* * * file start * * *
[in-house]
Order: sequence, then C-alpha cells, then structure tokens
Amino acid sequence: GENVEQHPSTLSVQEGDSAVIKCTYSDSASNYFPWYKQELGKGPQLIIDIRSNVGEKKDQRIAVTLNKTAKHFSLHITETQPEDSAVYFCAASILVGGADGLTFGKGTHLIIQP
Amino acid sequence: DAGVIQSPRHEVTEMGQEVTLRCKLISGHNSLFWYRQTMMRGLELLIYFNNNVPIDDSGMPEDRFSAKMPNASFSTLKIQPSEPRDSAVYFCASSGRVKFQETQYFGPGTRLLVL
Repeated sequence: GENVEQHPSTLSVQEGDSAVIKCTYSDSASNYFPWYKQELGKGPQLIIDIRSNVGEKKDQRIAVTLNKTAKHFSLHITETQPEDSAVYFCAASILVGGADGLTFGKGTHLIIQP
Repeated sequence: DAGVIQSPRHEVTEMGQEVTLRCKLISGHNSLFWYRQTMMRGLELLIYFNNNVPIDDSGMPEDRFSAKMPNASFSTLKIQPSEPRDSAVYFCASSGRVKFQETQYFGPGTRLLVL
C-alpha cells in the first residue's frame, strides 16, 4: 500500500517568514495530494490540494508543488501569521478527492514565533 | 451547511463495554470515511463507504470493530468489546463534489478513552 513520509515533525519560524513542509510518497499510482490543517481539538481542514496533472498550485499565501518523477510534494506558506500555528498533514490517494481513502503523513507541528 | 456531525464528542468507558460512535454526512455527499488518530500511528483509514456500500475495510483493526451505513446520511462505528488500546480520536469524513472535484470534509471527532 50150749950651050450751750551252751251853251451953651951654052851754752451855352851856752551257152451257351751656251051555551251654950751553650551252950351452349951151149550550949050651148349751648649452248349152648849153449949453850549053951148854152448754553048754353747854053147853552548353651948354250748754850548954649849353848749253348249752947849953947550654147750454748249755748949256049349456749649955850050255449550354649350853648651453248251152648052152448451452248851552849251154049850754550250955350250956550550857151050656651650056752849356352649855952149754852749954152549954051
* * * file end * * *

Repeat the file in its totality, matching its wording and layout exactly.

[in-house]
Order: sequence, then C-alpha cells, then structure tokens
Amino acid sequence: GENVEQHPSTLSVQEGDSAVIKCTYSDSASNYFPWYKQELGKGPQLIIDIRSNVGEKKDQRIAVTLNKTAKHFSLHITETQPEDSAVYFCAASILVGGADGLTFGKGTHLIIQP
Amino acid sequence: DAGVIQSPRHEVTEMGQEVTLRCKLISGHNSLFWYRQTMMRGLELLIYFNNNVPIDDSGMPEDRFSAKMPNASFSTLKIQPSEPRDSAVYFCASSGRVKFQETQYFGPGTRLLVL
Repeated sequence: GENVEQHPSTLSVQEGDSAVIKCTYSDSASNYFPWYKQELGKGPQLIIDIRSNVGEKKDQRIAVTLNKTAKHFSLHITETQPEDSAVYFCAASILVGGADGLTFGKGTHLIIQP
Repeated sequence: DAGVIQSPRHEVTEMGQEVTLRCKLISGHNSLFWYRQTMMRGLELLIYFNNNVPIDDSGMPEDRFSAKMPNASFSTLKIQPSEPRDSAVYFCASSGRVKFQETQYFGPGTRLLVL
C-alpha cells in the first residue's frame, strides 16, 4: 500500500517568514495530494490540494508543488501569521478527492514565533 | 451547511463495554470515511463507504470493530468489546463534489478513552 513520509515533525519560524513542509510518497499510482490543517481539538481542514496533472498550485499565501518523477510534494506558506500555528498533514490517494481513502503523513507541528 | 456531525464528542468507558460512535454526512455527499488518530500511528483509514456500500475495510483493526451505513446520511462505528488500546480520536469524513472535484470534509471527532 50150749950651050450751750551252751251853251451953651951654052851754752451855352851856752551257152451257351751656251051555551251654950751553650551252950351452349951151149550550949050651148349751648649452248349152648849153449949453850549053951148854152448754553048754353747854053147853552548353651948354250748754850548954649849353848749253348249752947849953947550654147750454748249755748949256049349456749649955850050255449550354649350853648651453248251152648052152448451452248851552849251154049850754550250955350250956550550857151050656651650056752849356352649855952149754852749954152549954051